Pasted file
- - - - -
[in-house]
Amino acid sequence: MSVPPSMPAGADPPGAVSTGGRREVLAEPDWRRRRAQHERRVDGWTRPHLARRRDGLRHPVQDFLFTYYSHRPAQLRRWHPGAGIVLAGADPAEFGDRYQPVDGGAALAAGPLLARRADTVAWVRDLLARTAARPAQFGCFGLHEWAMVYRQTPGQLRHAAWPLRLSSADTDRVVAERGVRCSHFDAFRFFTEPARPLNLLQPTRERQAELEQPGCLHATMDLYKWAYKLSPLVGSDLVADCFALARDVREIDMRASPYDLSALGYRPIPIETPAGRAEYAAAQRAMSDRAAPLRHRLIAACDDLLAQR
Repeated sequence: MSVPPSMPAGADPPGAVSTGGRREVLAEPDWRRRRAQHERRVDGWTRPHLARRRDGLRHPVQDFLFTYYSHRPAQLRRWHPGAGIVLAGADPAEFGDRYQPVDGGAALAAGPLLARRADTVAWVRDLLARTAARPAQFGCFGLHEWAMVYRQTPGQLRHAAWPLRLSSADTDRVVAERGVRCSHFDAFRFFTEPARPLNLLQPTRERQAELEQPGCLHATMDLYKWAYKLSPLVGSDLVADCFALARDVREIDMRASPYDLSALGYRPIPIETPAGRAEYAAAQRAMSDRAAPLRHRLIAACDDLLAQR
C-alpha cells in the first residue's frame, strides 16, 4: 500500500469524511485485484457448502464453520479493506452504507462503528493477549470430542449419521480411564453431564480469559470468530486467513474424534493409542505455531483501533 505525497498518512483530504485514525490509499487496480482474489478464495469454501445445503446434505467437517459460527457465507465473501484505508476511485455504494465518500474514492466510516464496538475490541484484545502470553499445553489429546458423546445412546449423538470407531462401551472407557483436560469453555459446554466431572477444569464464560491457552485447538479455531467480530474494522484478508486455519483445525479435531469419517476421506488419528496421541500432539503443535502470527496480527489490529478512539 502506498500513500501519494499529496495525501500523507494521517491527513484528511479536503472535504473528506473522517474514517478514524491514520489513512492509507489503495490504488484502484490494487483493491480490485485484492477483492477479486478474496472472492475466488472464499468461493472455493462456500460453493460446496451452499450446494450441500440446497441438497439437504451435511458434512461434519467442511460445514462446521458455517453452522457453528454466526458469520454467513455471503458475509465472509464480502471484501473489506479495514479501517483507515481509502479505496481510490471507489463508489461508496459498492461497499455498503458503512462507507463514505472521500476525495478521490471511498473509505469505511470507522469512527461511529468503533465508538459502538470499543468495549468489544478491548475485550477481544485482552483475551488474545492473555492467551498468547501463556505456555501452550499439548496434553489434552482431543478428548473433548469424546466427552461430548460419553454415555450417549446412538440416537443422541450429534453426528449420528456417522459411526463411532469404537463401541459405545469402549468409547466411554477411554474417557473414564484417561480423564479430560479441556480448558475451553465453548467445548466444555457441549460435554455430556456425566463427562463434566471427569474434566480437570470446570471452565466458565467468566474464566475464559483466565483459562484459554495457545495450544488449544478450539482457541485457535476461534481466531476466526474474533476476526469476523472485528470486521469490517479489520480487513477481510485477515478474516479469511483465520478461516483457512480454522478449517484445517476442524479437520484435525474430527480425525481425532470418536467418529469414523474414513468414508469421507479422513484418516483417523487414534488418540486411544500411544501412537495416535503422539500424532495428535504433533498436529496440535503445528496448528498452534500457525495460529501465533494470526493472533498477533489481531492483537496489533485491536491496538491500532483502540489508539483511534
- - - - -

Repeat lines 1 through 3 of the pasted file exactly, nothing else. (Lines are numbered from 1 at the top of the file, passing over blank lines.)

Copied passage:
[in-house]
Amino acid sequence: MSVPPSMPAGADPPGAVSTGGRREVLAEPDWRRRRAQHERRVDGWTRPHLARRRDGLRHPVQDFLFTYYSHRPAQLRRWHPGAGIVLAGADPAEFGDRYQPVDGGAALAAGPLLARRADTVAWVRDLLARTAARPAQFGCFGLHEWAMVYRQTPGQLRHAAWPLRLSSADTDRVVAERGVRCSHFDAFRFFTEPARPLNLLQPTRERQAELEQPGCLHATMDLYKWAYKLSPLVGSDLVADCFALARDVREIDMRASPYDLSALGYRPIPIETPAGRAEYAAAQRAMSDRAAPLRHRLIAACDDLLAQR
Repeated sequence: MSVPPSMPAGADPPGAVSTGGRREVLAEPDWRRRRAQHERRVDGWTRPHLARRRDGLRHPVQDFLFTYYSHRPAQLRRWHPGAGIVLAGADPAEFGDRYQPVDGGAALAAGPLLARRADTVAWVRDLLARTAARPAQFGCFGLHEWAMVYRQTPGQLRHAAWPLRLSSADTDRVVAERGVRCSHFDAFRFFTEPARPLNLLQPTRERQAELEQPGCLHATMDLYKWAYKLSPLVGSDLVADCFALARDVREIDMRASPYDLSALGYRPIPIETPAGRAEYAAAQRAMSDRAAPLRHRLIAACDDLLAQR